I'm not going to a lie - it's an incredible undertaking. Playing the Phantom comes with a sense of pride and gratitude, and some nerves too! Especially when I look at some of the people who have donned that mask. They're people I revere - like John Owen-Jones and Ramin Karimloo.

Some of the most exquisite leading men of this country have performed this role, so it's hard not to get a tad nervous. But then, that's totally natural, and I really try to accept that and embrace that. On the flip side, I'm really looking forward to doing my version of him and creating something that I'm really proud of.

How do you find British audiences compare to Australian ones?

I've been lucky to experience both as I did Hairspray in the UK six years ago. I think that the wonderful thing about theatre in this country is it's etched into the whole fabric of society. From the aristocratic elite to the everyday man or woman, people love theatre.

That's what differentiates theatre in this country from a lot of places in the world where it's more expensive to go, limiting it to a particular demographic, which is sad. I reckon you could ask 90% of people in the UK if they'd heard of Les Mis and they probably would have, which wouldn't be the case elsewhere.

That's what I love about theatre here. More audiences have the knowledge and understanding and love of the theatre, and that's just a beautiful thing about working and living in the UK.

Growing up in Australia, did it ever bother you that the vast majority of "big" shows debut in London or New York, then tour to Australia? Or is it better these days?

There's certainly more theatre in Australia these days, but you could never compare what happens in Australia versus what's going on in Canada, let alone the West End and Broadway. I've never felt it was unfair to the population over here because, to put it bluntly, art is secondary to sport.

I'm sad about that because I think theatre is something special for everyone to access, but the demand just isn't there. That said, I'm very grateful to have a passport that enables me to come over here and be part of the theatre scene here. Not every Aussie gets to live out their dreams of working in the UK.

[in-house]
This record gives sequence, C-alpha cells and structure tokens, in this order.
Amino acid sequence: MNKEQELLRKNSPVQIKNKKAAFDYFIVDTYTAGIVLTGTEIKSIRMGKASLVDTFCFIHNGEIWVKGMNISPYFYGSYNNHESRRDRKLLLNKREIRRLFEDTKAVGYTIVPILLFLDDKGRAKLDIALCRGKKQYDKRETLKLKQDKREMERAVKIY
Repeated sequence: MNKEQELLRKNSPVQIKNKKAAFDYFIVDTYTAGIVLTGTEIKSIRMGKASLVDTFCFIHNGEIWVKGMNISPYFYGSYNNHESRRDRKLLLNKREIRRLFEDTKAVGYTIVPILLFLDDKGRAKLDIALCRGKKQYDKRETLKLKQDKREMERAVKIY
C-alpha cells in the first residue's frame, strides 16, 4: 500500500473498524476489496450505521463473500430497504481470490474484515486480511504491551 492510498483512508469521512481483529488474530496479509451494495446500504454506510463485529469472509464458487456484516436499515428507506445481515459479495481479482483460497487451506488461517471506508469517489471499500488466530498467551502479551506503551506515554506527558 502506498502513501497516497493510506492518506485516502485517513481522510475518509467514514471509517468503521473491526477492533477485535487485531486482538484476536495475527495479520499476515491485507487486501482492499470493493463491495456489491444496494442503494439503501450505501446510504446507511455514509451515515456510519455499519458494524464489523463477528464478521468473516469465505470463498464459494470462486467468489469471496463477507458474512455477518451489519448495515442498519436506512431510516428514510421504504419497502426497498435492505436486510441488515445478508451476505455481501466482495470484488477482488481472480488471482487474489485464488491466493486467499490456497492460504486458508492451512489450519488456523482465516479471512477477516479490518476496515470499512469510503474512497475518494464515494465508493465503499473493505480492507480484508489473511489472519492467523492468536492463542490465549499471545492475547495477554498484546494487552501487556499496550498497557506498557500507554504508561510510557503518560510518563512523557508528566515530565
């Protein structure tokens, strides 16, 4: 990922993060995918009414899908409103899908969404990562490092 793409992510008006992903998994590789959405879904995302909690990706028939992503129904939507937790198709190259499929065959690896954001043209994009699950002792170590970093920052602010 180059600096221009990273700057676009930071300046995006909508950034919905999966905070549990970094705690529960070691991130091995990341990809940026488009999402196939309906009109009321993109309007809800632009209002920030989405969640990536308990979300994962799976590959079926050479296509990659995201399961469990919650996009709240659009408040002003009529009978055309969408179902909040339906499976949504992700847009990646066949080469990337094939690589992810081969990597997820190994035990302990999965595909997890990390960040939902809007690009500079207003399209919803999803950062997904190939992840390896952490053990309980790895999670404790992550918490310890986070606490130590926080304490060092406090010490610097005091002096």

Any advice for aspiring performers?

Meditate - that's my general piece of advice to anyone. Nothing beats hard work and standing up for yourself, but taking that time to meditate has been the biggest life changer for me.

Of the roles you've played, who would you go on a road trip with and where would you go?

I don't think I'd go with the Phantom. I'd be fearing for my life!

I'd probably go with Gerry Goffin who I played in Beautiful. He's no longer with us sadly, but he's the only character I've played who was a real human. He has an incredible story.

I reckon we'd go to Tuscany, somewhere like that. I feel like my soul has been in Italy in a previous life or something. I was there last year, and it was very special. It was somewhere I felt creatively charged, so I think we would go there and write some tunes.

Why should people come to see your take on the Phantom?

Oh, don't just come to see my take on him! This show isn't special just because of my part. It's special because of every person in that building. The people involved in wardrobe, tech, the actors - they all love this show.

If you want to see a show where everyone involved is absolutely loving working on it, then come! That's what creates a fully rounded and true performance. Hopefully, I've deflected that question enough!

Phantom is just a mesmerising show. I remember the first time I saw it, and I've seen it a couple of times since. When it's done with immense love, it really moves you. That's why we go to the theatre, isn't it? To feel stuff.

Josh Piterman stars in The Phantom of the Opera at Her Majesty's Theatre

Read more about the new cast of The Phantom of the Opera here

Photo credit: Johan Persson